Shellenberger’s argument seems to be that it’s simply impossible to use less energy; or that because in the past we have not done a very good job of conserving energy, therefore we cannot do better in the future. Such imaginative impoverishment is always the refuge of the cynic, who takes comfort in confusing today’s status quo for tomorrow’s potential and triages his own hopes for the fashions of realism. I, for one, continue to believe that it’s possible to use far less energy than we do and still live comfortable lifestyles.
Funny thing, but the Department of Energy appears to share this belief. According to this forecast, by 2040 American per capita energy usage will be about 20 percent lower than it was at its height in 2000. (And energy use per dollar of GDP will plummet.) I would argue that we could – with the right political leadership and popular will – do even far better than DOE imagines. Why, just look at per capita electricity usage by state. You know which state has the lowest electricity usage? It’s California, where per capita energy usage has been flat for a generation even as energy usage in the rest of the US has doubled. The country’s biggest economy uses less than half the national average energy consumption and a quarter the amount of juice than the biggest user, the state of Wyoming. You know, California – home of the iPhone.
With its stately cinematography and smart, earnest spokespeople, Pandora’s Promise strives to be high-minded. But because of all the omissions, it misses that mark. Last Friday, at a post-screening Q&A after the San Francisco premier of the film, writer-director Robert Stone defended his decision not to include skeptics of nuclear power. “This wasn’t supposed to be a PBS Frontline investigation,” he told the audience. “I wanted to reflect my own personal process of conversion.” The film, Stewart Brand chimed in, should be thought of “as an essay.” Stone said his main goal was to “start a conversation … to open minds and enlarge the conversation.”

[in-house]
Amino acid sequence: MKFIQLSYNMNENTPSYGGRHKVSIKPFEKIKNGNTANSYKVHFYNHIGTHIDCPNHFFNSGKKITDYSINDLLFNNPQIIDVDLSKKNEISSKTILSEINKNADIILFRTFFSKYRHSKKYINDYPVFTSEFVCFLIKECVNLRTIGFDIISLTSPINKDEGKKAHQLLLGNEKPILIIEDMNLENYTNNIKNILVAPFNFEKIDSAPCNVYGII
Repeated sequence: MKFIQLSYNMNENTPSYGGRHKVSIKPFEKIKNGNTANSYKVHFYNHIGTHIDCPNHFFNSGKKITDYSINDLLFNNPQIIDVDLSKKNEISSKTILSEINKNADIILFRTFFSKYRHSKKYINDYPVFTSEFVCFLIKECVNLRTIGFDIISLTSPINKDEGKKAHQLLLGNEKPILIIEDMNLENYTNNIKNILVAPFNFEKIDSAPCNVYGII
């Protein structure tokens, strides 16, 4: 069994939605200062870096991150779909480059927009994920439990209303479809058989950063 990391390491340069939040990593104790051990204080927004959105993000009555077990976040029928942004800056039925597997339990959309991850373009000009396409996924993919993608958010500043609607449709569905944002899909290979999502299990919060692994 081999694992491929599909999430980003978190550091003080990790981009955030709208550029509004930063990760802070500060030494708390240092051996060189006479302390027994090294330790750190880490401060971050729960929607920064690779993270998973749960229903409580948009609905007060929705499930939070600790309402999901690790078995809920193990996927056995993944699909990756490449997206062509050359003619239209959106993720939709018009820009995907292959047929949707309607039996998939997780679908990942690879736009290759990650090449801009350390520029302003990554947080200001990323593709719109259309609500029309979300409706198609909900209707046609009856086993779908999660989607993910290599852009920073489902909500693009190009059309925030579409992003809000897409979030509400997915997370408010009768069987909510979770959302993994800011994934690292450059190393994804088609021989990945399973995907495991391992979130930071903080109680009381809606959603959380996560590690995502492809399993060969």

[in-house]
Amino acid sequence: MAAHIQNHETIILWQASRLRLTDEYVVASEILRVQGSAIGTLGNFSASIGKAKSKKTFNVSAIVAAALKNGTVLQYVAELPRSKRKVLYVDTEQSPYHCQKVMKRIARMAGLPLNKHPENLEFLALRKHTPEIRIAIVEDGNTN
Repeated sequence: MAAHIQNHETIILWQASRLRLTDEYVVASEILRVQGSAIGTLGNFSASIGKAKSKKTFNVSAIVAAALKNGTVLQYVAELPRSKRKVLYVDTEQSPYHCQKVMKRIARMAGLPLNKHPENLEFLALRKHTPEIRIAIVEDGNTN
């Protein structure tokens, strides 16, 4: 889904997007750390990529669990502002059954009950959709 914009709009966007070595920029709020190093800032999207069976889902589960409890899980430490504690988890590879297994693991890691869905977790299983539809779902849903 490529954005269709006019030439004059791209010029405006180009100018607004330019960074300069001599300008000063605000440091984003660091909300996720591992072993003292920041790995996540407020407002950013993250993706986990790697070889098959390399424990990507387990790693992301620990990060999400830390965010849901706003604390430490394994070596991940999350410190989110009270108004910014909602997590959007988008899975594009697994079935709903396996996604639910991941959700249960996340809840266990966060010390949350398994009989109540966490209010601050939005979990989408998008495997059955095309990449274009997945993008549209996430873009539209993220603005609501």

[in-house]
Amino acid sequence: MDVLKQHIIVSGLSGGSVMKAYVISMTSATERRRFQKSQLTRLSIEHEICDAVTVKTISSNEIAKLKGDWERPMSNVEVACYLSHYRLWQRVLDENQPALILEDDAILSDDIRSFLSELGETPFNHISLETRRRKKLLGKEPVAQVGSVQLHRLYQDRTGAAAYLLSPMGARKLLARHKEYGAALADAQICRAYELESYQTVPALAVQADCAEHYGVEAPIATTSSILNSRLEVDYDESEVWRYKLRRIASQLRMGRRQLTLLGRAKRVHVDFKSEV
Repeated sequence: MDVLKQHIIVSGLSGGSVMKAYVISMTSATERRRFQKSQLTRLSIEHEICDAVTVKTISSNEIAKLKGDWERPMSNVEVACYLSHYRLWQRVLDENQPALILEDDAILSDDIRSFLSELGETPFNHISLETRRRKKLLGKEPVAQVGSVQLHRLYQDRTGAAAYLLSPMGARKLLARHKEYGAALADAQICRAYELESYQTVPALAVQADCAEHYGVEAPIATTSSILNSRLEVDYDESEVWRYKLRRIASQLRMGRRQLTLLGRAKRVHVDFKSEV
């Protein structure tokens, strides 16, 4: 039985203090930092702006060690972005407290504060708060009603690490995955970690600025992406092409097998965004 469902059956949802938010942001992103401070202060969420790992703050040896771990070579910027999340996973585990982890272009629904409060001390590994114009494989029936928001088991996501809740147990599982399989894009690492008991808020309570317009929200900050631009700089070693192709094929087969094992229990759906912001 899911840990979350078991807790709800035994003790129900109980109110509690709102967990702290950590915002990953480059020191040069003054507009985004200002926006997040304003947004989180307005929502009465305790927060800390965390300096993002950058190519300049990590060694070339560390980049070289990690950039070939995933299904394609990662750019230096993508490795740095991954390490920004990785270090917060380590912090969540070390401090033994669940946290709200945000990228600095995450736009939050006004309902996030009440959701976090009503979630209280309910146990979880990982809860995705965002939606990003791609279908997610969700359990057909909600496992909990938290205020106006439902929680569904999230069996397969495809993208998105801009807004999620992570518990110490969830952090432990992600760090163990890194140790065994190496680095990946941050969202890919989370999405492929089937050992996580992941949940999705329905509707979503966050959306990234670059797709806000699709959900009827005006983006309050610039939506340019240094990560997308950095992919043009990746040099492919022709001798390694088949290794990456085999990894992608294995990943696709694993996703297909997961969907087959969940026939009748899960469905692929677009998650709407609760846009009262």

I’m sorry, but I think Stone is being disingenuous here. He’s not just asking questions to spark discussion – he’s trying to make a case in order to win an argument. He wants viewers to change their minds about nuclear power, just as he did. At one point Stone features the writer Richard Rhodes saying, “To be anti-nuclear is to be in favor of burning fossil fuels.” This isn’t “enlarging” a conversation – it’s trying to end one. Worse, it’s like having a conservation with a straw man sock puppet.**
Despite my frustrations with the film, I’d still recommend it. If you’re already in favor of nuclear power, you’ll come away pleased. If you’re wary of nukes, who knows, it just might convince you. But if you’re at all like me, you’ll probably leave the theater with the distinct sense that while an expansion of nuclear power won’t mean the end of the world, neither is it going to save us.
* I originally calculated that an iPhone’s annual energy usage would be around 13kWH. I based my figure on a recent University of Melbourne report showing that the “wireless cloud” used 9.2 terawatt-hours of electricity in 2012, and that there are now 1 billion smart phones on the planet. According to Shellenberger: “Last year the average iPhone customer used 1.58 GB of data a month, which times 12 is 19 GB per year. The most recent data put out by a ATKearney for mobile industry association GSMA (p. 69) says that each GB requires 19 kW. That means the average iPhone uses (19kw X 19 GB) 361 kwh of electricity per year. In addition, ATKearney calculates each connection at 23.4 kWh. That brings the total to 384.4 kWh. The electricity used annually to charge the iPhone is 3.5 kWh, raising the total to 388 kWh per year. EPA’s Energy Star shows refrigerators with efficiency as low as 322 kWh annually. Not only was my specific point accurate, my broader one was as well. The University of Melbourne study you point to calculates that while total wireless energy consumption was 9.2 TWh in 2012, it will rise a whopping 460 percent to 43 TWh in 2015.” My bad. I stand corrected.
** I had the good fortune to spend some time talking with Richard Rhodes and his wife at an after-party following the screening. He seems like the nicest guy in the world. To be perfectly clear, the straw man sock puppet is Stone’s making, not Rhodes’.